The Director of the United States Marshals Service shall direct and supervise all activities of the U.S. Marshals Service including:
Execution of Federal arrest warrants pursuant to rule 4 of the Federal Rules of Criminal Procedure, Federal parole violator warrants pursuant to section 4206 of title 18 U.S. Code, and Federal custodial and extradition warrants as directed.
The service of all civil and criminal process emanating from the Federal judicial system including the execution of lawful writs and court orders pursuant to section 569(b), title 28, U.S. Code.
Provisions for the health, safety, and welfare of Government witnesses and their families, including the psychological well-being and social adjustment of such persons, pursuant to 18 U.S.C. 3521, et seq., and issuance of necessary regulations for this purpose on behalf of the Attorney General.
Administration and implementation of courtroom security requirements for the Federal judiciary.
Protection of Federal jurists, court officers, and other threatened persons in the interests of justice where criminal intimidation impedes the functioning of the Federal judicial process.
Provision of assistance in the protection of Federal property and buildings.
Direction and supervision of a training school for United States Marshals Service personnel.
Disbursement of appropriated funds to satisfy Government obligations incurred in the administration of justice pursuant to 28 U.S.C. 571.
Maintenance of custody, management control, and disposal of property and money seized or forfeited pursuant to any law enforced or administered by the Department of Justice, when the property is seized by the U.S. Marshals Service or delivered to the U.S. Marshals Service in accordance with regulations; and administer the Department of Justice Asset Forfeiture Fund.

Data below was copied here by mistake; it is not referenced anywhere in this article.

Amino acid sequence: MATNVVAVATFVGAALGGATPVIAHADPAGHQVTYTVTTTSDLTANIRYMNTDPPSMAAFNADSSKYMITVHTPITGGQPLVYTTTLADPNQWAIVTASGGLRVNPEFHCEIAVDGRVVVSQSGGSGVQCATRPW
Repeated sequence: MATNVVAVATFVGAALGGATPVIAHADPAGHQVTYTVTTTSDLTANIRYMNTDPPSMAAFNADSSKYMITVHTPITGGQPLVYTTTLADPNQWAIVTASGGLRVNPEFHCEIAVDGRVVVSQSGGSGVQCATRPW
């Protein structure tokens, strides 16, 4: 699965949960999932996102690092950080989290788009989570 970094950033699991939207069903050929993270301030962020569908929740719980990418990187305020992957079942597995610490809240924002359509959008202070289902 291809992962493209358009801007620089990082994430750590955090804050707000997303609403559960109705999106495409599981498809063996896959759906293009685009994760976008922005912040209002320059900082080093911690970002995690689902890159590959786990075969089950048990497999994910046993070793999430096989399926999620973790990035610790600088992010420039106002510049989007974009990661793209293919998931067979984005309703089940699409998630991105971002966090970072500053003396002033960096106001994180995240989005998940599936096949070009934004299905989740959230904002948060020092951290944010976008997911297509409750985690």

Receipt, processing and transportation of prisoners held in the custody of a marshal or transported by the U.S. Marshals Service under cooperative or intergovernmental agreements.
Sustention of custody of Federal prisoners from the time of their arrest by a marshal or their remand to a marshal by the court, until the prisoner is committed by order of the court to the custody of the Attorney General for the service of sentence, otherwise released from custody by the court, or returned to the custody of the U.S. Parole Commission or the Bureau of Prisons.
Coordination and direction of the relationship of the offices of U.S. Marshals with the other organizational units of the Department of Justice.
Approval of staffing requirements of the offices of U.S. Marshals.
Investigation of alleged improper conduct on the part of U.S. Marshals Service personnel.
Acquisition of adequate and suitable detention space, health care and other services and materials required to support prisoners under the custody of the U.S. Marshal who are not housed in Federal facilities.
Approval of “other necessary expenditures in the line of duty” of U.S. Marshals and Deputy U.S. Marshals under 28 U.S.C. 567(3).
Exercising the power and authority vested in the Attorney General under 28 U.S.C. 510 to conduct and investigate fugitive matters, domestic and foreign, involving escaped federal prisoners, probation, parole, mandatory release, and bond default violators.
[Order No. 516-73, 38 FR 12917, May 17, 1973, as amended by Order No. 905-80, 45 FR 52145, Aug. 6, 1980; Order No. 960-81, 46 FR 52348, Oct. 27, 1981; Order No. 1108-85, 50 FR 40197, Oct. 2, 1985; Order No. 1131-86, 51 FR 15612, Apr. 25, 1986; Order No. 1376-89, 54 FR 47353, Nov. 14, 1989]